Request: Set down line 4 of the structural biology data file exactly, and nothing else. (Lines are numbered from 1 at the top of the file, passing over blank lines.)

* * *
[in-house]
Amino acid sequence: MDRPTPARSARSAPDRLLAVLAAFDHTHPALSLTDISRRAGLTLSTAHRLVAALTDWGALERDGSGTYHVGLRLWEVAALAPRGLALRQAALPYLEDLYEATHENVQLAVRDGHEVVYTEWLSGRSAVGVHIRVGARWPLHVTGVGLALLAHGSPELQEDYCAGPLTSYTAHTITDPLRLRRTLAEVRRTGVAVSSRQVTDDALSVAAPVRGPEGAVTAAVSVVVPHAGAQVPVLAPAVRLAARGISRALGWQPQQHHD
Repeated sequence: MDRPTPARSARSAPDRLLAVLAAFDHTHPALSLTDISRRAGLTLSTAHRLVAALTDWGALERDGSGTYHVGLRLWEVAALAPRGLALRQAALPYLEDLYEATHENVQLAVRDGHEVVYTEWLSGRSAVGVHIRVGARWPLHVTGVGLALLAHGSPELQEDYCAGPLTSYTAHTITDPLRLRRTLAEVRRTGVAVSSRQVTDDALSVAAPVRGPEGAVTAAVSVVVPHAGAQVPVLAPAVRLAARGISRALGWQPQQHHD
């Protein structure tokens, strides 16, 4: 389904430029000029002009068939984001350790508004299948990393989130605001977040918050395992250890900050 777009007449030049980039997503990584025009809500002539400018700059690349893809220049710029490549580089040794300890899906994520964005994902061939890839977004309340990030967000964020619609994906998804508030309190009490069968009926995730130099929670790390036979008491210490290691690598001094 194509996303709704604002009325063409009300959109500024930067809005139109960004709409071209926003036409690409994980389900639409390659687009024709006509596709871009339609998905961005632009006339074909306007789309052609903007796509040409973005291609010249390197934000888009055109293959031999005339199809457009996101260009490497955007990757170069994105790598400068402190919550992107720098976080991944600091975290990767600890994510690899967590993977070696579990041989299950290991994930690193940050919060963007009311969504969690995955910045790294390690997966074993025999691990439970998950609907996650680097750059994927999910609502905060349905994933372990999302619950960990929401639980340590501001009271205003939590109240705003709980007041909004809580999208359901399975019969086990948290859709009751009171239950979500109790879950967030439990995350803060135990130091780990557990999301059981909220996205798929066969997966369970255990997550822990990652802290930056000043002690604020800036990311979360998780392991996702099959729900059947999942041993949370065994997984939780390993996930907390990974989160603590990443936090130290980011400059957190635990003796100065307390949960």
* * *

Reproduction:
């Protein structure tokens, strides 16, 4: 389904430029000029002009068939984001350790508004299948990393989130605001977040918050395992250890900050 777009007449030049980039997503990584025009809500002539400018700059690349893809220049710029490549580089040794300890899906994520964005994902061939890839977004309340990030967000964020619609994906998804508030309190009490069968009926995730130099929670790390036979008491210490290691690598001094 194509996303709704604002009325063409009300959109500024930067809005139109960004709409071209926003036409690409994980389900639409390659687009024709006509596709871009339609998905961005632009006339074909306007789309052609903007796509040409973005291609010249390197934000888009055109293959031999005339199809457009996101260009490497955007990757170069994105790598400068402190919550992107720098976080991944600091975290990767600890994510690899967590993977070696579990041989299950290991994930690193940050919060963007009311969504969690995955910045790294390690997966074993025999691990439970998950609907996650680097750059994927999910609502905060349905994933372990999302619950960990929401639980340590501001009271205003939590109240705003709980007041909004809580999208359901399975019969086990948290859709009751009171239950979500109790879950967030439990995350803060135990130091780990557990999301059981909220996205798929066969997966369970255990997550822990990652802290930056000043002690604020800036990311979360998780392991996702099959729900059947999942041993949370065994997984939780390993996930907390990974989160603590990443936090130290980011400059957190635990003796100065307390949960």